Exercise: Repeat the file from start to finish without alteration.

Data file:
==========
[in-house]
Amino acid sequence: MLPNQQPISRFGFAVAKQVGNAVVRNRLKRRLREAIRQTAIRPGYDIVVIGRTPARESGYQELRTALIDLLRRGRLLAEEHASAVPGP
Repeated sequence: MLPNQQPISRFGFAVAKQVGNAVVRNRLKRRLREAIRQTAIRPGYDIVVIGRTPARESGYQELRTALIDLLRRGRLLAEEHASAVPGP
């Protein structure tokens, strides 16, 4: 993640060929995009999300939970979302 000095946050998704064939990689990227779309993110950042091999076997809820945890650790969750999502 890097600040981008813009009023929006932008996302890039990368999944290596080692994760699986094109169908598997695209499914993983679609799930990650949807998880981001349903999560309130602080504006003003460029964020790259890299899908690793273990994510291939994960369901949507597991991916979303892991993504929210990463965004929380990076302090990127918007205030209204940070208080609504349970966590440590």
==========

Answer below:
[in-house]
Amino acid sequence: MLPNQQPISRFGFAVAKQVGNAVVRNRLKRRLREAIRQTAIRPGYDIVVIGRTPARESGYQELRTALIDLLRRGRLLAEEHASAVPGP
Repeated sequence: MLPNQQPISRFGFAVAKQVGNAVVRNRLKRRLREAIRQTAIRPGYDIVVIGRTPARESGYQELRTALIDLLRRGRLLAEEHASAVPGP
């Protein structure tokens, strides 16, 4: 993640060929995009999300939970979302 000095946050998704064939990689990227779309993110950042091999076997809820945890650790969750999502 890097600040981008813009009023929006932008996302890039990368999944290596080692994760699986094109169908598997695209499914993983679609799930990650949807998880981001349903999560309130602080504006003003460029964020790259890299899908690793273990994510291939994960369901949507597991991916979303892991993504929210990463965004929380990076302090990127918007205030209204940070208080609504349970966590440590």